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Production continues on the set of The Parker-Andersons and Amelia Parker on Oct. 28, 2020.

Stephen Scott/Courtesy of marblemedia

It is odd to find optimism in the Canadian film and television sector at the best of times. Yet here we are.

Thanks to the federal government recently renewing its Short-Term Compensation Fund (STCF) for another year and doubling coverage from $50-million to $100-million to help film and TV productions insure against COVID-related shutdowns – plus the progress of broadcasting legislation Bill C-10 – Canadian producers are busy bottling the small burst of pandemic-era hope that 2021 has so far delivered.

“Producers are willing, ready and able to make great Canadian content this year thanks to [the STCF],” Reynolds Mastin, president and CEO of the Canadian Media Producers Association (CMPA), said in an interview. “And that announcement is a testament to how collaboratively the industry has worked together to ensure that film and TV sets are safe places. Ottawa has seen how effectively we’ve been working to ensure that we don’t even need to access those funds.”

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The STCF acts as a lifeline that private insurance providers cannot currently provide, given that the insurance industry has universally written COVID-19 exclusions into its policies. While Hollywood films and TV series, including projects that shoot in Canada, are able to self-insure, many Canadian production companies would bankrupt themselves if faced with a COVID-sparked work stoppage.

By paying premiums toward the STCF, producers are able to tap into the federal government’s “backstop” for claims, if necessary. According to Heritage Minister Steven Guilbeault, this will save 35,000 jobs a quarter and keep alive an industry that generates up to $1-billion in economic activity.

Telefilm, which has administered the STCF since its launch this past September, reports that only three claims have so far been submitted owing to COVID-related filming interruptions out of 160 productions that have applied for the program. (The three claims are currently being evaluated by what Telefilm calls “an external, national firm with an expertise on assessing filming-production coverages.”)

“We’re small and scrappy up here in Canada, so without the STCF, we just weren’t going to get the financing to compete with U.S. studios and streamers coming up here to shoot,” says producer Damon D’Oliveira, who is preparing alongside director Clement Virgo to shoot an adaptation of David Chariandy’s acclaimed novel Brother this summer, thanks to the STCF.

Still, no matter the short-term success of the insurance program, the pandemic has delivered a wealth of unexpected curveballs to productions.

“The extra cost of paying toward the STCF is small compared to all the extra COVID expenses, and it keeps mounting,” says Mark Bishop, co-CEO of Toronto-based MarbleMedia, which has produced a number of series throughout the pandemic. “Every show that we’ve done since last year, we’ve learned more about the health and safety measures we need to address. I’d love to say it’s become more efficient, but it’s become more expensive, and we have to watch carefully what’s happening in each jurisdiction in which we shoot.”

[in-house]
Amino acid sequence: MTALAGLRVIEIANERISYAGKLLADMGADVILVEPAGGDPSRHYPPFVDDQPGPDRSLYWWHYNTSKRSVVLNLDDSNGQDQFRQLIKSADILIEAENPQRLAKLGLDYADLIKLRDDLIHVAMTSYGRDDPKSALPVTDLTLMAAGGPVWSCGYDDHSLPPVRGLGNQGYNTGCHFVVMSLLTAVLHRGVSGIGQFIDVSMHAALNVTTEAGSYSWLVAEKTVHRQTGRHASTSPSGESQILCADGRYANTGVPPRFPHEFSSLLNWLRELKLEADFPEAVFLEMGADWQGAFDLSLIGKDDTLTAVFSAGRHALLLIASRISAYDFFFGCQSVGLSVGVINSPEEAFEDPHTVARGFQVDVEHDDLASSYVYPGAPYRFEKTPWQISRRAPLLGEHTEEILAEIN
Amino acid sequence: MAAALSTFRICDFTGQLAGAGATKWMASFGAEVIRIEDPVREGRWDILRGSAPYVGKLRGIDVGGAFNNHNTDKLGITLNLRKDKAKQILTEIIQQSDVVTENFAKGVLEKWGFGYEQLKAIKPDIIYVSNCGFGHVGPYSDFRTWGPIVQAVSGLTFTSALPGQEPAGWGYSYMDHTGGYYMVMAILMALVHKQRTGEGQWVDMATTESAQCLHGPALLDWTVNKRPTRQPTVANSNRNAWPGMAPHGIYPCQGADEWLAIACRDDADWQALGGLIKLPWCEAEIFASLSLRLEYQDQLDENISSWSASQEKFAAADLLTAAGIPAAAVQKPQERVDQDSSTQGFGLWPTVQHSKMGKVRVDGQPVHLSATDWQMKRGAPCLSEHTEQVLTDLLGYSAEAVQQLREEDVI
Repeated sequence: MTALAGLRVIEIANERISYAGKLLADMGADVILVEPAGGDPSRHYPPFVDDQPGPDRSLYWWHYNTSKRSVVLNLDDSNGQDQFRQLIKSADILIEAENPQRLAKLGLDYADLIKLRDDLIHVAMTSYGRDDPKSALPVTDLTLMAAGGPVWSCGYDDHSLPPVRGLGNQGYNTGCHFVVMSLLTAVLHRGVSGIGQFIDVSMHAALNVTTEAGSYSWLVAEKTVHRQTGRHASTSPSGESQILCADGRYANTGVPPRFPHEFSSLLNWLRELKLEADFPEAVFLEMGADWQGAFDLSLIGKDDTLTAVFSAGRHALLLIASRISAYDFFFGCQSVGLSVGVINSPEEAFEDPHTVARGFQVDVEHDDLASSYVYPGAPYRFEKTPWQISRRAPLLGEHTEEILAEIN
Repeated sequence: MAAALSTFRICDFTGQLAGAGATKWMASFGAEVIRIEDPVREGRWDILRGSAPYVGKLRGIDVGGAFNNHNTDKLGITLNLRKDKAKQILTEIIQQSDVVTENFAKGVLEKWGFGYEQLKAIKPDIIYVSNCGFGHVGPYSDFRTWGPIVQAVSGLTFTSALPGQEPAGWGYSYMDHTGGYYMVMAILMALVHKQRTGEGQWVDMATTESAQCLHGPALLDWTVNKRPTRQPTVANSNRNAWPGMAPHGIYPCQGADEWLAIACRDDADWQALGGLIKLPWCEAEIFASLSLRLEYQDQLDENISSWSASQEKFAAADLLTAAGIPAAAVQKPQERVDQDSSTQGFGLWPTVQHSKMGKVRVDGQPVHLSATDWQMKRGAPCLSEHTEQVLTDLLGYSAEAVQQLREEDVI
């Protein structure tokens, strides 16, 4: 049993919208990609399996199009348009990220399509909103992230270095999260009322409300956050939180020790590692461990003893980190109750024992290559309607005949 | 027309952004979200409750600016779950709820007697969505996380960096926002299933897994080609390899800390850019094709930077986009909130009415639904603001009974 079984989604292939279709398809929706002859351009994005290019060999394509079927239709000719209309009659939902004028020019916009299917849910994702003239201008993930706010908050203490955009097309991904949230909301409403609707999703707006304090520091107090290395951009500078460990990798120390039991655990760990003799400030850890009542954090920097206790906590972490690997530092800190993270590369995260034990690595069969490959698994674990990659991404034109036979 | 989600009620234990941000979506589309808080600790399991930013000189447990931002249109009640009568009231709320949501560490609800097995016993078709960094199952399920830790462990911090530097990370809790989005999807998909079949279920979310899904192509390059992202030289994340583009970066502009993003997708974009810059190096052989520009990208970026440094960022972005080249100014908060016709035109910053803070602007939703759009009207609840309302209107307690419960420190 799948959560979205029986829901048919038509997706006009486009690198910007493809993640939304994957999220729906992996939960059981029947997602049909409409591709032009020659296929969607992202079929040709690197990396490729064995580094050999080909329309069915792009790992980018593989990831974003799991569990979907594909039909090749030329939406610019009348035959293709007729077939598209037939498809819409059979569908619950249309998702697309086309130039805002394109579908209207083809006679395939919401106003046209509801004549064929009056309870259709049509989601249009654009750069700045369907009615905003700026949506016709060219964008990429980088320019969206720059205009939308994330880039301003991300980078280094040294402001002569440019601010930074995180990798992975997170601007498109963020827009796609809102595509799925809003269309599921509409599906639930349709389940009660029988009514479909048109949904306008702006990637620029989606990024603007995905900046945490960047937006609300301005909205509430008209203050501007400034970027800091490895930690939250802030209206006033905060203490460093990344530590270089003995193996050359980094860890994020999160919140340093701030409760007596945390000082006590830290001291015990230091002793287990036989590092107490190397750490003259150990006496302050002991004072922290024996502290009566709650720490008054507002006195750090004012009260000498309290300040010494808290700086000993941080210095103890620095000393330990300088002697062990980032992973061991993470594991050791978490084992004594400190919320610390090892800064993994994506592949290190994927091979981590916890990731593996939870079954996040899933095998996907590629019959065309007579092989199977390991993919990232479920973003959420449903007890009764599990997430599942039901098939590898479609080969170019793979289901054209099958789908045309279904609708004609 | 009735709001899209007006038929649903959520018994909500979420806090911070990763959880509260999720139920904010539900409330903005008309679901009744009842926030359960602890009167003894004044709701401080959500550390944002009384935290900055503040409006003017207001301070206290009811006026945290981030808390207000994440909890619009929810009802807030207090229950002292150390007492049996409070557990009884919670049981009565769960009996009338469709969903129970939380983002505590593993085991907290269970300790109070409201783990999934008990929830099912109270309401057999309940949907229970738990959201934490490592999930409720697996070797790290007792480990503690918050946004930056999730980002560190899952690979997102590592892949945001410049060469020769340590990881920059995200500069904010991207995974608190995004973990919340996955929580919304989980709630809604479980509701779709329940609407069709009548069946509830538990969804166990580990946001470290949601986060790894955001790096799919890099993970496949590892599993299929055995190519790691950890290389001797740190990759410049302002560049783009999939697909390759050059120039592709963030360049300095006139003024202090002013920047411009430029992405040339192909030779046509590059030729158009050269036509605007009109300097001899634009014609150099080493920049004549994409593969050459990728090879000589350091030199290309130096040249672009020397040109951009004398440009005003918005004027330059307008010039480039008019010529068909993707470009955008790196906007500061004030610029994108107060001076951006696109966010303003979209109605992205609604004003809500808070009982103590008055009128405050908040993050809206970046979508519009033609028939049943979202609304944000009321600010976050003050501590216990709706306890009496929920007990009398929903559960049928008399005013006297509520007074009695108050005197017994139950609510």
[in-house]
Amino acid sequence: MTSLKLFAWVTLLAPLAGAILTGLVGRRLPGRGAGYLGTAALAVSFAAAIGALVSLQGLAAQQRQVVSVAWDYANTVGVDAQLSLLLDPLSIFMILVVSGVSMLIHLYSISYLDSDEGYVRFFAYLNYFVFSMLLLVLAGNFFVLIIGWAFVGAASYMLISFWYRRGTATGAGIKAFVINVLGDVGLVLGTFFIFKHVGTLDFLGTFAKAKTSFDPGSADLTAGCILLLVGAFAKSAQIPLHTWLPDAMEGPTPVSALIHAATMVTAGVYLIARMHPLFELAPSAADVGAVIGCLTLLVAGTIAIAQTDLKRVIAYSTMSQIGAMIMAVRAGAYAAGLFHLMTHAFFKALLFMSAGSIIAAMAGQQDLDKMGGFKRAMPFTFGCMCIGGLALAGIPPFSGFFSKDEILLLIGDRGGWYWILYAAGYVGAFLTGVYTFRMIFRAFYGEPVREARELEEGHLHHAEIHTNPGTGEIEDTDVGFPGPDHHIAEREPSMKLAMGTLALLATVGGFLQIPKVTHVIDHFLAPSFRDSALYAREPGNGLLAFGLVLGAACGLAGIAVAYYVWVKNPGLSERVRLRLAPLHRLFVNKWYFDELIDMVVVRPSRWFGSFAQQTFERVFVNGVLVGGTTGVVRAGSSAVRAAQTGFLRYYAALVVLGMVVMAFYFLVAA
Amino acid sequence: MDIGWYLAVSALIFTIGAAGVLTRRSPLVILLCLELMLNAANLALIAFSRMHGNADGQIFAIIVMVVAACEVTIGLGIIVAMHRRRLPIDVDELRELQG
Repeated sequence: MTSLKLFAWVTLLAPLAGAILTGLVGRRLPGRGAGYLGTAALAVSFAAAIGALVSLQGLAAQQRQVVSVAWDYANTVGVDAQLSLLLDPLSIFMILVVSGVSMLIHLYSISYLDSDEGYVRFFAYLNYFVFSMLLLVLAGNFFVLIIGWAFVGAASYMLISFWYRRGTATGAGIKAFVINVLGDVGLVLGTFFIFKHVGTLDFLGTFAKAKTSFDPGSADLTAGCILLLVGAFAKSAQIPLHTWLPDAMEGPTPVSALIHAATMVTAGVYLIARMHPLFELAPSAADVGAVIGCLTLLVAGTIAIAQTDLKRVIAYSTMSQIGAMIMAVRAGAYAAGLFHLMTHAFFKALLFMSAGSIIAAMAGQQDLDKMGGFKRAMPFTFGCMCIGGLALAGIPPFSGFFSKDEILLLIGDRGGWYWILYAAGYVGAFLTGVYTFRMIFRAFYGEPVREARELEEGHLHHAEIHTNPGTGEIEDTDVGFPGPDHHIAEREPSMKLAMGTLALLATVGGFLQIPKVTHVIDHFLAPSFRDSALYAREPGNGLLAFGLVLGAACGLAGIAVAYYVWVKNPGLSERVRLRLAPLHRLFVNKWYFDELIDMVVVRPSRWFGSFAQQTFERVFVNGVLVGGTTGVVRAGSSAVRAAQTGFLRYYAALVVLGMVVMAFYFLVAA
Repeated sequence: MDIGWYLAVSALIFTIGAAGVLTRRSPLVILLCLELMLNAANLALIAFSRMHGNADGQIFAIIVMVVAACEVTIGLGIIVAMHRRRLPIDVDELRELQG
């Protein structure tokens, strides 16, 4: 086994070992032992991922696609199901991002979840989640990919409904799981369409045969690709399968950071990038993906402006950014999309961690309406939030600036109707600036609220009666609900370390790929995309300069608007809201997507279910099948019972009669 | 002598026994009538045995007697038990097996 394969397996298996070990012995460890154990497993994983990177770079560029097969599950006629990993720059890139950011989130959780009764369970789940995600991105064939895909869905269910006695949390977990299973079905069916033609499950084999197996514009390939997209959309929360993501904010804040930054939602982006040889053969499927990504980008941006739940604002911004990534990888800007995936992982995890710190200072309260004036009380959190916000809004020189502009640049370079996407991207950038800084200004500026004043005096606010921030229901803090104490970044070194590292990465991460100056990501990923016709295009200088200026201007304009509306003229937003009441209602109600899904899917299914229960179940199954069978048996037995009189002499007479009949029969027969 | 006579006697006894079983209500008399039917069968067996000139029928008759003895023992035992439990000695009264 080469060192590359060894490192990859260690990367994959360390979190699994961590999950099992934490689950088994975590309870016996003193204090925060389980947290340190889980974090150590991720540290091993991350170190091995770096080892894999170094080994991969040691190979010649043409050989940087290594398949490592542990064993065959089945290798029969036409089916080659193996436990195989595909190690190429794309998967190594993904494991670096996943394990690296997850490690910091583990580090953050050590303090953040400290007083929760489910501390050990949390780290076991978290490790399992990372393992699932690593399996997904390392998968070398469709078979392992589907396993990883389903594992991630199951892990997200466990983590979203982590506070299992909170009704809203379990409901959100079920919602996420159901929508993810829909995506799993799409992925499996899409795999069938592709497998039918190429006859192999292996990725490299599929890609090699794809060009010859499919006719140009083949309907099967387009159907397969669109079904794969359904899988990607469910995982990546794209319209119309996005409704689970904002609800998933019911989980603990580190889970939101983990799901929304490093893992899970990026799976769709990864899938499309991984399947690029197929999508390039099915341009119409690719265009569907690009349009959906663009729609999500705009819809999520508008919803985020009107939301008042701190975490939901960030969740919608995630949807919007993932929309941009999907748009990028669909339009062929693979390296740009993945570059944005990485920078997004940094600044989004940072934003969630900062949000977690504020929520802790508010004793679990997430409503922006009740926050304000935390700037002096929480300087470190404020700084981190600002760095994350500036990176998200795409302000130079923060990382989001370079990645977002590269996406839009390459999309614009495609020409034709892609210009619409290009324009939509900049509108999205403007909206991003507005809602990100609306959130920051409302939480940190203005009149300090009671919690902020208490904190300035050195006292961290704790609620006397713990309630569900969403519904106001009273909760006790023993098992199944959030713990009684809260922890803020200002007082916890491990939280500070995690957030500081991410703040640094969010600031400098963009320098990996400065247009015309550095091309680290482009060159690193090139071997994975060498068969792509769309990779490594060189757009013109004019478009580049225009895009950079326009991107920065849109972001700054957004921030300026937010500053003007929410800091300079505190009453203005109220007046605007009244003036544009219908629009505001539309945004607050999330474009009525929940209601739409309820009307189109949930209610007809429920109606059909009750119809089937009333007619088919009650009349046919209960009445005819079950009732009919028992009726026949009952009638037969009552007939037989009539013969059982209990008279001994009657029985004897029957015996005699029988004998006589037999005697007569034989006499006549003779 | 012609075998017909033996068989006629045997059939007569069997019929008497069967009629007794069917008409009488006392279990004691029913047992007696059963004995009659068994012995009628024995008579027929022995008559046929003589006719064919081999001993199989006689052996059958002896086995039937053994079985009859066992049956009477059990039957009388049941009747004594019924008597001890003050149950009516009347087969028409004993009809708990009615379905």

MarbleMedia's co-CEO says that health and safety measures to prevent the spread of COVID-19 add around 10 per cent to a production's budget.

Stephen Scott/Courtesy of marblemedia

D’Oliveira estimates that additional health and safety measures can add about 10 per cent to a production’s budget – significant costs for low-budget, independent Canadian films and TV series. Which is to say: All of them.

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Looming over all this, too, are the larger twin existential threats that the domestic sector has been staring down for years: the state of federal funding agency Telefilm and the ever-rising power of global streaming services. There are developments on both fronts: Justin Trudeau’s Liberal government has long promised a funding increase for Telefilm in Ottawa’s next budget, and the CMPA is optimistic about Bill C-10, which would among other things provide the CRTC with additional tools to regulate foreign streamers.

Yet foreign entities such as Netflix are not going away any time soon, nor are Canadian audiences’ appetites for such services. Last month, Netflix announced that it plans to open a Canadian office to “grow our relationship with the creative community.”

“We welcome the announcement, but what is revealing about it is its timing,” Mastin says of Netflix’s Canadian plans, which were revealed as Bill C-10 makes its way through Parliament. “Canada was the first foreign market that Netflix expanded into with its streaming service, yet there are already 21 offices around the world before Canada. In this sense, it reflects the long-standing reality that Canada is perceived as essentially an extension of the Hollywood marketplace. Will the Canadian office have any true decision-making authority? We don’t know.”

For the time being, though, the industry’s mood appears to be optimistic. With a degree of caution.

“Since the pandemic, producers across the country have been speaking with a unified voice, and the government is listening, helping us get back to work in a safe and responsible way,” Bishop says. “Our industry has a huge appetite for risk. But nobody planned for this.”

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